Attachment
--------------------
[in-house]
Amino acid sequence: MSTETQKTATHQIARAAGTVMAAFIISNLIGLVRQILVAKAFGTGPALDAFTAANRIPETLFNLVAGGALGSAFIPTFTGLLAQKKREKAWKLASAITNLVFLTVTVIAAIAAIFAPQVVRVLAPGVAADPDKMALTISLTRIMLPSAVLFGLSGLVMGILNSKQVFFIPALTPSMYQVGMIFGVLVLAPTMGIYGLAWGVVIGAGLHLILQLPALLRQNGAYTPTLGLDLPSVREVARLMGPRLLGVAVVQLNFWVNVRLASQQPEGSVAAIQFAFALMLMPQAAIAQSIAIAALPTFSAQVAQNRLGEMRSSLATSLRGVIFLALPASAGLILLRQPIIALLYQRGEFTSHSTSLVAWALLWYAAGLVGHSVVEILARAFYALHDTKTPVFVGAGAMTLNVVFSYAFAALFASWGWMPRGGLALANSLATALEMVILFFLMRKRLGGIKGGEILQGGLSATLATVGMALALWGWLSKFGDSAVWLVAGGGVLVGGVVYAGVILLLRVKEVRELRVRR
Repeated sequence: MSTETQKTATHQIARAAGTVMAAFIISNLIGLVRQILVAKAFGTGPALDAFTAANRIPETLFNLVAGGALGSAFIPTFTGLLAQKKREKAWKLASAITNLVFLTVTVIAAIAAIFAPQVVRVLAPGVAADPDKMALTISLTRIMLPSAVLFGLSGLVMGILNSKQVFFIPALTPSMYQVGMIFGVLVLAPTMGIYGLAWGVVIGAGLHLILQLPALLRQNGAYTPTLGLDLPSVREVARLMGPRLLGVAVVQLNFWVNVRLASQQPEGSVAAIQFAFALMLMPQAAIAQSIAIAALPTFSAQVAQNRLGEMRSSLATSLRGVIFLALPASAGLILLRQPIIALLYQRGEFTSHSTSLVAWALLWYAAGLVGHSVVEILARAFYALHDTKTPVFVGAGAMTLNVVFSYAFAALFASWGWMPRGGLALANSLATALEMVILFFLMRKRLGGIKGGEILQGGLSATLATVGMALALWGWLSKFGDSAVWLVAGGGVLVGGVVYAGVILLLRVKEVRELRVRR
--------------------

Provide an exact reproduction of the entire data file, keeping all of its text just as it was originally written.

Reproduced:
[in-house]
Amino acid sequence: MSTETQKTATHQIARAAGTVMAAFIISNLIGLVRQILVAKAFGTGPALDAFTAANRIPETLFNLVAGGALGSAFIPTFTGLLAQKKREKAWKLASAITNLVFLTVTVIAAIAAIFAPQVVRVLAPGVAADPDKMALTISLTRIMLPSAVLFGLSGLVMGILNSKQVFFIPALTPSMYQVGMIFGVLVLAPTMGIYGLAWGVVIGAGLHLILQLPALLRQNGAYTPTLGLDLPSVREVARLMGPRLLGVAVVQLNFWVNVRLASQQPEGSVAAIQFAFALMLMPQAAIAQSIAIAALPTFSAQVAQNRLGEMRSSLATSLRGVIFLALPASAGLILLRQPIIALLYQRGEFTSHSTSLVAWALLWYAAGLVGHSVVEILARAFYALHDTKTPVFVGAGAMTLNVVFSYAFAALFASWGWMPRGGLALANSLATALEMVILFFLMRKRLGGIKGGEILQGGLSATLATVGMALALWGWLSKFGDSAVWLVAGGGVLVGGVVYAGVILLLRVKEVRELRVRR
Repeated sequence: MSTETQKTATHQIARAAGTVMAAFIISNLIGLVRQILVAKAFGTGPALDAFTAANRIPETLFNLVAGGALGSAFIPTFTGLLAQKKREKAWKLASAITNLVFLTVTVIAAIAAIFAPQVVRVLAPGVAADPDKMALTISLTRIMLPSAVLFGLSGLVMGILNSKQVFFIPALTPSMYQVGMIFGVLVLAPTMGIYGLAWGVVIGAGLHLILQLPALLRQNGAYTPTLGLDLPSVREVARLMGPRLLGVAVVQLNFWVNVRLASQQPEGSVAAIQFAFALMLMPQAAIAQSIAIAALPTFSAQVAQNRLGEMRSSLATSLRGVIFLALPASAGLILLRQPIIALLYQRGEFTSHSTSLVAWALLWYAAGLVGHSVVEILARAFYALHDTKTPVFVGAGAMTLNVVFSYAFAALFASWGWMPRGGLALANSLATALEMVILFFLMRKRLGGIKGGEILQGGLSATLATVGMALALWGWLSKFGDSAVWLVAGGGVLVGGVVYAGVILLLRVKEVRELRVRR